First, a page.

Diverse Human Community

It was a joyful celebration when the world came together at the Goetheanum—diverse and yet united in the will to shape the future of childhood.

Monday, 10 April, 8.30pm: 995 teachers and educators from 61 countries have just heard a lecture by the Spanish philosopher Josep Esquirol, when a man, dressed in a leather jacket, a telescope in hand, steps onto the stage. A group of flamboyantly attired ladies and gentlemen follow him, speaking several conference languages simultaneously. In the end, it becomes clear what they are saying: they want to get away from here, flee as fast as possible from problem-laden, polluted, boring planet Earth. Luckily, the man in the leather jacket can control spaceships with his telescope and soon they land on Mars, in another corner of the auditorium. This planet also soon loses its appeal and so they continue their journey until they realize, after their last flight accompanied by a movement from a Rachmaninov piano concerto: it is not the more or less agreeable conditions that make a place inviting, but love. In his own way, Esquirol had said something similar to what the young actors and eurythmists of the Goetheanum stage just performed: the invitation to assume responsibility in society is extended by teachers and educators who take the time to create a special place where they build a loving relationship with children and young people.

The Body We Are

Tuesday. Many languages are floating through the main auditorium again: English and Dutch form a strong melody with a sturdy Spanish accompaniment and a choir of Nordic tongues, interwoven with harmonies in Italian, French, Hungarian, Chinese and others, and a gentle duet of Russian and Ukrainian. Any German? A discrete basso continuo. Silence reigns before the lectures start. A young woman from the Netherlands is standing on the stage, silent. Then she starts to sing. Without a word, she gets the whole auditorium to sing.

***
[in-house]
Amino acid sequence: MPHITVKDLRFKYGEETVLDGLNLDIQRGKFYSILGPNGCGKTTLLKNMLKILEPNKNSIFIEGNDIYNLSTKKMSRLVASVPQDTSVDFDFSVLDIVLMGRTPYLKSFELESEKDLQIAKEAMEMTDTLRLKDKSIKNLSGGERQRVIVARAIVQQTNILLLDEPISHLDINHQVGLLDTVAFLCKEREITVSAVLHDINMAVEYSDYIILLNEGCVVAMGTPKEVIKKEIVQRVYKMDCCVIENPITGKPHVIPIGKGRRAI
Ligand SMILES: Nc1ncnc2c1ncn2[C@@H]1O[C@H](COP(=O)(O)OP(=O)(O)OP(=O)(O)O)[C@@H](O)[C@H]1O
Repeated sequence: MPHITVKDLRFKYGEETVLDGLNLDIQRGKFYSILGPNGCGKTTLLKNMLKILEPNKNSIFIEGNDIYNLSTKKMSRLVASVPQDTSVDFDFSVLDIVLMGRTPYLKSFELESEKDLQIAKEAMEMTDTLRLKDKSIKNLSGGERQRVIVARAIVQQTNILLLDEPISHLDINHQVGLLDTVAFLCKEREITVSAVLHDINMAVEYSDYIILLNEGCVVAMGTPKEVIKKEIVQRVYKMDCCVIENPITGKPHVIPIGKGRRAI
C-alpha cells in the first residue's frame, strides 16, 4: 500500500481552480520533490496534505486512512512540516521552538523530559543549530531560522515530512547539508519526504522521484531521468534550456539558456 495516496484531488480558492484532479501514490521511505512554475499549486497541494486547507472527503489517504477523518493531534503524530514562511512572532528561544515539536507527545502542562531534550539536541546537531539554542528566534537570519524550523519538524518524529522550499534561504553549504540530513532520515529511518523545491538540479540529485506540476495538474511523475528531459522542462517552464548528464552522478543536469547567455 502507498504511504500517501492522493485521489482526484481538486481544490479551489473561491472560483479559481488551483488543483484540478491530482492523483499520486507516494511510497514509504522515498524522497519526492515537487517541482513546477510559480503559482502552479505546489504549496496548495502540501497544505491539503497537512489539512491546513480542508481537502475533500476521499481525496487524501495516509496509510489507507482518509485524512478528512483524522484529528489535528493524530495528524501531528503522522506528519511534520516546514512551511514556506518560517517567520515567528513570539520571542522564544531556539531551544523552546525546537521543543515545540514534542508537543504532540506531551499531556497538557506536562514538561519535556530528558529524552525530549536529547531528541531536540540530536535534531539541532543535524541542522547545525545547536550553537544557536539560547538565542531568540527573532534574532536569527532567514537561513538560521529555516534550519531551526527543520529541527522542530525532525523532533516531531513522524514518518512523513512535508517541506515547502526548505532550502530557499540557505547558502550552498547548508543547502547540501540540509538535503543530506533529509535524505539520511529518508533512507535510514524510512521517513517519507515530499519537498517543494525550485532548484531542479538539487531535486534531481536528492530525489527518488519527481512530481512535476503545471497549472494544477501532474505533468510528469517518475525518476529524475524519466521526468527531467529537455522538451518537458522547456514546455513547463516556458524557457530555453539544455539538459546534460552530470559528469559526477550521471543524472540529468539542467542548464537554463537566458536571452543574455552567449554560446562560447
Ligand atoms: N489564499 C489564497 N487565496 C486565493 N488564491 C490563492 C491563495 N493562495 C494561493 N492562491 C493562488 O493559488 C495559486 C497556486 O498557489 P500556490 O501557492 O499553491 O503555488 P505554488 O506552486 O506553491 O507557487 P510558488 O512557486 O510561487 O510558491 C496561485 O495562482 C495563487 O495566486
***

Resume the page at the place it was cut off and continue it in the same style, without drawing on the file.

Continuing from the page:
Thomas Fuchs, professor for Philosophical Foundations of Psychiatry and Psychotherapy at Heidelberg University, speaks on the conference theme, using two concepts so distinctive that they keep coming up, again and again, throughout the conference, particularly in English translation. He explains the difference between the German word “Leib” (the enlivened body or “the body we are”) and “Körper” (the physical body or “the body we have”). Young children experience themselves unconsciously as a living unity of body and soul. They are all enlivened body and embodied presence. Once they have reached puberty, however, young people feel distinct from their physical body. It is a burden to them, something to hide or style. The body becomes a physical object that can become alien, that one changes and manipulates arbitrarily, like an object. This alienation from the physical body that has become something to be manipulated, a commodity, is something that education and self-education can work against. Spontaneous ways of being and “feeling at home in the earthly body” need to be consciously aspired to today.

But how? Wilfried Sommer, lecturer at the Kassel Waldorf Teacher Training, makes a proposal for science classes in high school. His lecture is detailed, precise, and concrete. It focuses on how experiments, descriptions of experiments, and the development of scientific concepts can be built on the bodily experience of early childhood and on young people’s sensory experiences.

Wholly Practical